Colombia’s largest rebel group FARC confirmed Sunday that it is still holding hostages and plans to exchange them for imprisoned guerrillas.
Sandra Ramirez, one of the FARC’s leading rebels involved in peace talks with the government, told the Cuban newspaper Juventud Rebelde that Colombia’s longest-standing rebel group still has “prisoners of war.” This contradicts the FARC’s September statement in which they claimed to no longer have any “prisoners of war.” The FARC have also renounced kidnapping, a stance Ramirez claims the rebels have not contradicted as the “policemen [and soldiers] captured in combat [are] different: they are prisoners of war because they are captured in combat.” Ramirez added that they have respected their captives “physical integrity, their beliefs and their human rights.”
“We maintain this project [prisoner swap] because that is the only way that we could get the comrades, who are rotting in prisons around the country, back,” said Ramirez, who went on to claim that there are currently “700 insurgent prisoners…[and] 8,000 political prisoners” in Colombian jails.
Ramirez said that the politicians FARC has kidnapped in the past, who reportedly “live in another Colombia,” were taken as bargaining chips.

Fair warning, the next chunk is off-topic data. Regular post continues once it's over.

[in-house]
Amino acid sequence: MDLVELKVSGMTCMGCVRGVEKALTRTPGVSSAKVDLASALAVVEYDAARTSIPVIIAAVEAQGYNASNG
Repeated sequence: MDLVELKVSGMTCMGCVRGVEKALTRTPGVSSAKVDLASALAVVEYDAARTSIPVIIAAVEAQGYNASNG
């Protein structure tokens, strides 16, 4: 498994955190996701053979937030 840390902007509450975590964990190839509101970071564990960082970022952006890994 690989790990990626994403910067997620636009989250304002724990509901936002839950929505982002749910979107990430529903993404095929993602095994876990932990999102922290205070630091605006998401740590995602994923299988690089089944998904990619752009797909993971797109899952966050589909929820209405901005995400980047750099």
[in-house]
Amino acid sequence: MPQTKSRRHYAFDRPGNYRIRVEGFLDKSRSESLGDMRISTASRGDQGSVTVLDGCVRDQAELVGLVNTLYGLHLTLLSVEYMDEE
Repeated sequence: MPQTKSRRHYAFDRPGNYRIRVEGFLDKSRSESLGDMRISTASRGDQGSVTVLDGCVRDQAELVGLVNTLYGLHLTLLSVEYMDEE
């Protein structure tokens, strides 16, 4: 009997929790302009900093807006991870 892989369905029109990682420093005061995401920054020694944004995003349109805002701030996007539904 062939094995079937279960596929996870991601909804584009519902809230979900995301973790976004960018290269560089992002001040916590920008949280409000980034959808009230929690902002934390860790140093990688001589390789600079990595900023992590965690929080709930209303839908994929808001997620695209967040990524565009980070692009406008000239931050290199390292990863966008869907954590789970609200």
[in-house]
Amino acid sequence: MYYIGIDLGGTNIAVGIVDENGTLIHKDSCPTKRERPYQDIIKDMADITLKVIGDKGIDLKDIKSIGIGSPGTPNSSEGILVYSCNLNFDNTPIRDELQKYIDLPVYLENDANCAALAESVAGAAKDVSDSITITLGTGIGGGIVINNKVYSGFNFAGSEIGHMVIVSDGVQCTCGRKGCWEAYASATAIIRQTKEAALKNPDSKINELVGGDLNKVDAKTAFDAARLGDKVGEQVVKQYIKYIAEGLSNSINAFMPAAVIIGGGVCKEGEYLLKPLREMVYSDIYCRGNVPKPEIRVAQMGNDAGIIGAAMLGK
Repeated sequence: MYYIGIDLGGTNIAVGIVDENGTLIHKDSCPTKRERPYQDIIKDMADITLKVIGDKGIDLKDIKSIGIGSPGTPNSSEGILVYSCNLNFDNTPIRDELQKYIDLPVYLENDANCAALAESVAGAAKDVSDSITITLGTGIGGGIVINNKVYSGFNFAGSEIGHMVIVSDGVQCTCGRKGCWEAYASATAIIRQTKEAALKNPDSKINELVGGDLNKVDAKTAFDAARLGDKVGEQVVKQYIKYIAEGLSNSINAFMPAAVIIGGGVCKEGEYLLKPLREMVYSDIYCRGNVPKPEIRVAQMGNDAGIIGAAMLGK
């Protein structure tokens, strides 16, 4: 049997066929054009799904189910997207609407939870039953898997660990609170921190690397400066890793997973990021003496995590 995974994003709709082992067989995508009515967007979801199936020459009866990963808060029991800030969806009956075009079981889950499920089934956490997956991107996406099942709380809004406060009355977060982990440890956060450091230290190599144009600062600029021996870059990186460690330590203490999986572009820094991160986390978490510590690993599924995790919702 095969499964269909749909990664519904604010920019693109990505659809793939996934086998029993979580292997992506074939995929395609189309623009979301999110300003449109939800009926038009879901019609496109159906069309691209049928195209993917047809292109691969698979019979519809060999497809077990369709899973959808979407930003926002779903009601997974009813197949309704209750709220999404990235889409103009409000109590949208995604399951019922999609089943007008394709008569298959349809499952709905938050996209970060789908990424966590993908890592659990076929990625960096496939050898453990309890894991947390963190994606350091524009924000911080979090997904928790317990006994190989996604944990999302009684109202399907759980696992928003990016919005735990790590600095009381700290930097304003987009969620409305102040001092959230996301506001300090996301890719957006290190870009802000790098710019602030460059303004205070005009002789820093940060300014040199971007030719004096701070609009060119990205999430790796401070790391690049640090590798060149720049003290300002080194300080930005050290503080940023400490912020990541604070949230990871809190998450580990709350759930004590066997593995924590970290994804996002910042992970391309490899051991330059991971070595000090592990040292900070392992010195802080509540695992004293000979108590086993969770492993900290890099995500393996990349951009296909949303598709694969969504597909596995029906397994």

“The idea was for them [the government] to give us back our fellow prisoners…and recognize that we are a political factor in the country: a factor that is not listened to, [to whom] all doors have been closed,” said Ramirez.
The guerrilla spokesperson also elaborated on FARC’s role in the drug trade.
“We charge a tax,” Ramirez said. “When it comes to buying coca, a tax is charged.”
The rebels agreeing to relinquish trafficking drugs is one of the five points in the current peace agenda. FARC and the Colombian government are in the midst of peace talks that, if successful, would bring an end to the longest active civil war on the continent.
“We have not come to the table for peace talks with the government because we are weakened, but because we seek an end of the conflict in our country,” said Ramirez. “We have always been willing [to negotiate with the government].”
The first round of “formal” peace talks ended on November 29 in Havana. Both sides have expressed optimism regarding the negotiations, which according to the government, “are on target.” In addition to their shared optimism, both parties have agreed on the necessity of citizen inclusion and on December 7, 8 and 9 Colombia’s National University, in collaboration with the United Nations, will host a series of public forums on agricultural reforms where the public can propose their own ideas directly to the government’s negotiators. Both the FARC and the government will also launch websites this week where citizens can submit their ideas electronically.
Talks are set to resume on December 5.